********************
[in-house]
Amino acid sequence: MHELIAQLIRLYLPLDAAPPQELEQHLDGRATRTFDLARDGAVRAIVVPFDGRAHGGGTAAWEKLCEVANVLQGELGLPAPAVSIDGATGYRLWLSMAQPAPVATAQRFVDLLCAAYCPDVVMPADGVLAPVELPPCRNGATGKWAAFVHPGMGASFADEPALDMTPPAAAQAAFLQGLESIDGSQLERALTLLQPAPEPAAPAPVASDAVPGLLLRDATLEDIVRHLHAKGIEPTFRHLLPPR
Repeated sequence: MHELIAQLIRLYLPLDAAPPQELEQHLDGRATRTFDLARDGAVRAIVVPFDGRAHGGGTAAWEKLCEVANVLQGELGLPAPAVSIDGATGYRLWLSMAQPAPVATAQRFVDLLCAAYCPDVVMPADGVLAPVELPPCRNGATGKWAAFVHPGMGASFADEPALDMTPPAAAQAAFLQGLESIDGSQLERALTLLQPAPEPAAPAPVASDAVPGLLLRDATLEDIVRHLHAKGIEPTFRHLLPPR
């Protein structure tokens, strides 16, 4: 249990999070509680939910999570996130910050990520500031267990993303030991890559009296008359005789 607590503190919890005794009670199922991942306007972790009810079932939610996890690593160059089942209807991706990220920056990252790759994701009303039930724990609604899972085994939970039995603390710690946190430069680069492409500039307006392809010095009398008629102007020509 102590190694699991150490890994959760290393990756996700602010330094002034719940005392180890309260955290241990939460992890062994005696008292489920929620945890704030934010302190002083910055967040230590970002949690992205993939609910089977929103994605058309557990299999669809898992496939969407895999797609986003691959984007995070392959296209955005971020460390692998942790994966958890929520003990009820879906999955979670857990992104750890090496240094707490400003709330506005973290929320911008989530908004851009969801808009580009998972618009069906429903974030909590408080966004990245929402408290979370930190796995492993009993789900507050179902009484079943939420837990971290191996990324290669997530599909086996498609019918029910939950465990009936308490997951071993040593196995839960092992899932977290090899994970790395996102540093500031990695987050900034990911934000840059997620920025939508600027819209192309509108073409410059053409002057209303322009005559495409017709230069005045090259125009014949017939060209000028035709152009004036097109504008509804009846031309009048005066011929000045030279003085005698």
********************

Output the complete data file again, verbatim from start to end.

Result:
[in-house]
Amino acid sequence: MHELIAQLIRLYLPLDAAPPQELEQHLDGRATRTFDLARDGAVRAIVVPFDGRAHGGGTAAWEKLCEVANVLQGELGLPAPAVSIDGATGYRLWLSMAQPAPVATAQRFVDLLCAAYCPDVVMPADGVLAPVELPPCRNGATGKWAAFVHPGMGASFADEPALDMTPPAAAQAAFLQGLESIDGSQLERALTLLQPAPEPAAPAPVASDAVPGLLLRDATLEDIVRHLHAKGIEPTFRHLLPPR
Repeated sequence: MHELIAQLIRLYLPLDAAPPQELEQHLDGRATRTFDLARDGAVRAIVVPFDGRAHGGGTAAWEKLCEVANVLQGELGLPAPAVSIDGATGYRLWLSMAQPAPVATAQRFVDLLCAAYCPDVVMPADGVLAPVELPPCRNGATGKWAAFVHPGMGASFADEPALDMTPPAAAQAAFLQGLESIDGSQLERALTLLQPAPEPAAPAPVASDAVPGLLLRDATLEDIVRHLHAKGIEPTFRHLLPPR
């Protein structure tokens, strides 16, 4: 249990999070509680939910999570996130910050990520500031267990993303030991890559009296008359005789 607590503190919890005794009670199922991942306007972790009810079932939610996890690593160059089942209807991706990220920056990252790759994701009303039930724990609604899972085994939970039995603390710690946190430069680069492409500039307006392809010095009398008629102007020509 102590190694699991150490890994959760290393990756996700602010330094002034719940005392180890309260955290241990939460992890062994005696008292489920929620945890704030934010302190002083910055967040230590970002949690992205993939609910089977929103994605058309557990299999669809898992496939969407895999797609986003691959984007995070392959296209955005971020460390692998942790994966958890929520003990009820879906999955979670857990992104750890090496240094707490400003709330506005973290929320911008989530908004851009969801808009580009998972618009069906429903974030909590408080966004990245929402408290979370930190796995492993009993789900507050179902009484079943939420837990971290191996990324290669997530599909086996498609019918029910939950465990009936308490997951071993040593196995839960092992899932977290090899994970790395996102540093500031990695987050900034990911934000840059997620920025939508600027819209192309509108073409410059053409002057209303322009005559495409017709230069005045090259125009014949017939060209000028035709152009004036097109504008509804009846031309009048005066011929000045030279003085005698």